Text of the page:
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The Valley’s maverick Republican: Hanger gears up for State Senate re-election run

It hasn’t been that long since the word “maverick” triggered the next drink in the drinking game. John McCain, the original GOP maverick, has since made a hard turn to the far right, judging his political survival to be of more import than his political legacy.

The maverick is a dying breed in the Republican Party. Emmett Hanger is personally aware of the endangerment of the species.

“My answer to the critics is that I’m a Teddy Roosevelt Republican. We’re being taken advantage of not just by big government, but big corporations are a problem as well. With a lot of strong emphasis on the environment. I’m a big proponent of state and national parks and open space. That’s where I find myself right now. I look back to a lot of things that Roosevelt had back in that era as being important being relevant in today’s climate,” said Hanger, a Republican dating back to not all the way to TR, but still to when being a Republican wasn’t exactly cool in Virginia, when he jokes that you could “hold party meetings in a phone booth,” and whose reputation took something of a hit in 2007 with a State Senate primary challenge that nearly ended his political career.

More stories from the December 2010 issue of The New Dominion Magazine are online at

Hanger survived the scare, went on to an easy general-election victory that November, and is on track to making a run at a fifth term in the State Senate in 2011. But the battle scars from ’07 are still visible in talking with him. “Ironically, given some of the political scuttlebutt that I’ve been branded with, my political outlook is very, very conservative,” said Hanger, 62, who was first elected to political office in 1979, half his life ago, literally.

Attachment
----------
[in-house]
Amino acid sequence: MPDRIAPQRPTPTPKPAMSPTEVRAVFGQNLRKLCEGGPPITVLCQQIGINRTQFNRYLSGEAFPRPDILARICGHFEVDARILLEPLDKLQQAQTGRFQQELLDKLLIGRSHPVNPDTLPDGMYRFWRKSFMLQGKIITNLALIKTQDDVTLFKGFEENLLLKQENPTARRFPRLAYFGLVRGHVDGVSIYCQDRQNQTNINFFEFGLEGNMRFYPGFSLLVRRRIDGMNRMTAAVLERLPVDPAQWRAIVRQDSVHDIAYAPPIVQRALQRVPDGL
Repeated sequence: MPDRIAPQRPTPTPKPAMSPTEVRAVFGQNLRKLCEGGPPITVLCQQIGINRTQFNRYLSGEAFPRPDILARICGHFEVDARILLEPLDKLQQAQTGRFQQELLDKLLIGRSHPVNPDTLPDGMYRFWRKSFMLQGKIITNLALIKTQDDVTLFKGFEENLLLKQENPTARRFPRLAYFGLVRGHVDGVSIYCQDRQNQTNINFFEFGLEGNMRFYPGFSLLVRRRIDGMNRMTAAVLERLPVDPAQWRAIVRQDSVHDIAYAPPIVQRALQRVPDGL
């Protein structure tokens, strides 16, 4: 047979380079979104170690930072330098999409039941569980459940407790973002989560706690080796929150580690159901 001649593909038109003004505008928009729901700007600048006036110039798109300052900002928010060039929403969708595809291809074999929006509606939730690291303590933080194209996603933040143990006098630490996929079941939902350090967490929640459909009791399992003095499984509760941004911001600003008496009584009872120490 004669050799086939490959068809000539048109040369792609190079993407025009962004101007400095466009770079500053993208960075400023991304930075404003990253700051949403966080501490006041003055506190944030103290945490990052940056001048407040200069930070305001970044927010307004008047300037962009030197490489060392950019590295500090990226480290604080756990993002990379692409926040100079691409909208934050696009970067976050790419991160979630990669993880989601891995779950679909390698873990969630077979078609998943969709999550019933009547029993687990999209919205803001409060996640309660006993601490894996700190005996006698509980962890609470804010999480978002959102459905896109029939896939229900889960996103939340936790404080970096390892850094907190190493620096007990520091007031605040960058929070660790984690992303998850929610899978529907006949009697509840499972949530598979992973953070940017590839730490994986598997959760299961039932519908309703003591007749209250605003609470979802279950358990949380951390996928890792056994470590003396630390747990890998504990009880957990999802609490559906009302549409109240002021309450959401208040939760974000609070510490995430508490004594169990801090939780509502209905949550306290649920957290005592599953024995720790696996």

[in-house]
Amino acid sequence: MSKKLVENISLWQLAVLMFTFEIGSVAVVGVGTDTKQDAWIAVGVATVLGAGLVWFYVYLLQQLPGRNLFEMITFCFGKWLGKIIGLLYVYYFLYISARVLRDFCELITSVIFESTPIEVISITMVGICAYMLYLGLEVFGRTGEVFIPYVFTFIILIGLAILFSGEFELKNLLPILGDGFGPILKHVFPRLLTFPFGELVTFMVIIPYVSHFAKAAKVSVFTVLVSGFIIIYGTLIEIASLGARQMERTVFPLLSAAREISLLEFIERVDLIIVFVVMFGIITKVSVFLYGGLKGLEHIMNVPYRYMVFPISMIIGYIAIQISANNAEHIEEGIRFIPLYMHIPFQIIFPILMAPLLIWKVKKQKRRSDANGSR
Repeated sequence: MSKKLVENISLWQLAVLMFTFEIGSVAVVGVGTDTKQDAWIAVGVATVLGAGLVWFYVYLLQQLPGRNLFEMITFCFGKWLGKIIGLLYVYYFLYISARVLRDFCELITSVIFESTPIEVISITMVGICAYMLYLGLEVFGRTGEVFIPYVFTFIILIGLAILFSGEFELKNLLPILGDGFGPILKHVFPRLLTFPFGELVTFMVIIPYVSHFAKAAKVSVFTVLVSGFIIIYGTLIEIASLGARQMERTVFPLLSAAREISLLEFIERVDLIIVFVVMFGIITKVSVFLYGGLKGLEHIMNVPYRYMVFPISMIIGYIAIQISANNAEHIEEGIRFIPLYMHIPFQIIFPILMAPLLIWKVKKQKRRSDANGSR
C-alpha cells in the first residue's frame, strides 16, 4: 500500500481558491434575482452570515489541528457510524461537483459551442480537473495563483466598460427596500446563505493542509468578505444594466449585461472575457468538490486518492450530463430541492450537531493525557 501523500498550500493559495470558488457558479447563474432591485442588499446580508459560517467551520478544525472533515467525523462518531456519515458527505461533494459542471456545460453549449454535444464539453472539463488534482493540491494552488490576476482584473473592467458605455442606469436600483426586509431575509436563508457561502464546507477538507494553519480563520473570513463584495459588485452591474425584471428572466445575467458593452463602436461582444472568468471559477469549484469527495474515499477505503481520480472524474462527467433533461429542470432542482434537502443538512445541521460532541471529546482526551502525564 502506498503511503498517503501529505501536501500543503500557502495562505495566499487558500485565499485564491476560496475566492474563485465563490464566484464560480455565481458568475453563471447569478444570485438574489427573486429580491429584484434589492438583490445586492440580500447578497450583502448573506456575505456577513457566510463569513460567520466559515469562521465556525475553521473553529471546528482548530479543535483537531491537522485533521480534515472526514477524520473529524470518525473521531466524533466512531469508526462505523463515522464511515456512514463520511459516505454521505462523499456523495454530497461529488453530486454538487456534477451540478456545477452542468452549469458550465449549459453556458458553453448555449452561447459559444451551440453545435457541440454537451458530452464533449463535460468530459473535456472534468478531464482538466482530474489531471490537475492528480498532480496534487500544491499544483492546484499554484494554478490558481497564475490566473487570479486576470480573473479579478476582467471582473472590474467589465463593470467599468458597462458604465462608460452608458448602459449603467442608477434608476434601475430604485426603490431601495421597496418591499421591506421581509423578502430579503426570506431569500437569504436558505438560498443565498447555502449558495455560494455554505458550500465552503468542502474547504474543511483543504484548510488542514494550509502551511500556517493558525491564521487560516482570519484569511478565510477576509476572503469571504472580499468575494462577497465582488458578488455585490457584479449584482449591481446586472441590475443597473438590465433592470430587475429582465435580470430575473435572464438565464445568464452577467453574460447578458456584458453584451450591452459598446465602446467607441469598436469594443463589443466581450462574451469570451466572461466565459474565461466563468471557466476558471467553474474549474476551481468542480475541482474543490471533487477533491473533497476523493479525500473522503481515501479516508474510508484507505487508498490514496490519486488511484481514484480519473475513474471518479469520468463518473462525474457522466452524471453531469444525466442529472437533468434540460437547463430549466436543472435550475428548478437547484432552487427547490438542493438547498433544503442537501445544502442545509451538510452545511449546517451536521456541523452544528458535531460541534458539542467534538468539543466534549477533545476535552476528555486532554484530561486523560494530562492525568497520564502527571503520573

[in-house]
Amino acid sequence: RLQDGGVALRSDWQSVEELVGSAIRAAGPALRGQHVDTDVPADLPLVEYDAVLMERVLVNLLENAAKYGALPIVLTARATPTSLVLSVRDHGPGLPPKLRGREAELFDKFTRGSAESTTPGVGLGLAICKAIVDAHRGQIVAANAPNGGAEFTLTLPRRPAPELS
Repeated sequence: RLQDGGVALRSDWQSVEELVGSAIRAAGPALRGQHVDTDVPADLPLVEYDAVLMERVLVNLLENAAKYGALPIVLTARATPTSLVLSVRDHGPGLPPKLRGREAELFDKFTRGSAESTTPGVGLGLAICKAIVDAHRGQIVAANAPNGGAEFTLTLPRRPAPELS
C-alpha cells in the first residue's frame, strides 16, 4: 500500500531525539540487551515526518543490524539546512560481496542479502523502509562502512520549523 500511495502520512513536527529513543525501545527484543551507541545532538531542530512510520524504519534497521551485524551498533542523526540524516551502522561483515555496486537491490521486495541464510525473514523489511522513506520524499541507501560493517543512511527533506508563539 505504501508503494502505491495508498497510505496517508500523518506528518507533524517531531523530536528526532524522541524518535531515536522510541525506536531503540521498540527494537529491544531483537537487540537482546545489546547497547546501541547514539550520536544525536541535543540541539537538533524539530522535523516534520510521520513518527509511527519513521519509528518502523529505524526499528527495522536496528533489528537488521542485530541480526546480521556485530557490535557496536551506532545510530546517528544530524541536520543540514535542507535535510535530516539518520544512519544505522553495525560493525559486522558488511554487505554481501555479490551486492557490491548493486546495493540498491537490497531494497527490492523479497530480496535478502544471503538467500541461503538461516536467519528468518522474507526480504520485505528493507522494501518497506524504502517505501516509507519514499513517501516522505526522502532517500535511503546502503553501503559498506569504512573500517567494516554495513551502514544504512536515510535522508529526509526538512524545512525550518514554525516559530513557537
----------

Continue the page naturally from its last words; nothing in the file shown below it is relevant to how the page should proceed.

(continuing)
The fuel to the fire that drove the 2007 primary challenge from a Rockbridge County businessman, Scott Sayre, that was backed by several local GOP leaders, was Hanger’s role in the bipartisan tax-reform effort that included a series of tax hikes and tax cuts adopted in 2004 that effectively added a billion dollars to the state government’s bottom line. The firebrands labeled it a billion-dollar tax increase and vowed to purge from the Republican ranks those within the party who had played a role in making it happen.

Hanger, defending his work on tax reform for taking the tax burden off localities and low-income families, narrowly won that primary, beating Sayre by 866 votes, largely on the strength of his much-higher-than-expected voter turnout in Augusta County and Staunton, his home bases, which he won by a combined 1,879 votes. He rolled to a landslide victory over Democrat David Cox in November, but the intra-Republican Party squabbling continued well into 2008, when a struggle for control of the Republican committee in Augusta County ended with the resignation of Kurt Michael, who had played a key role in the dump-Hanger putsch as the chair of the county GOP.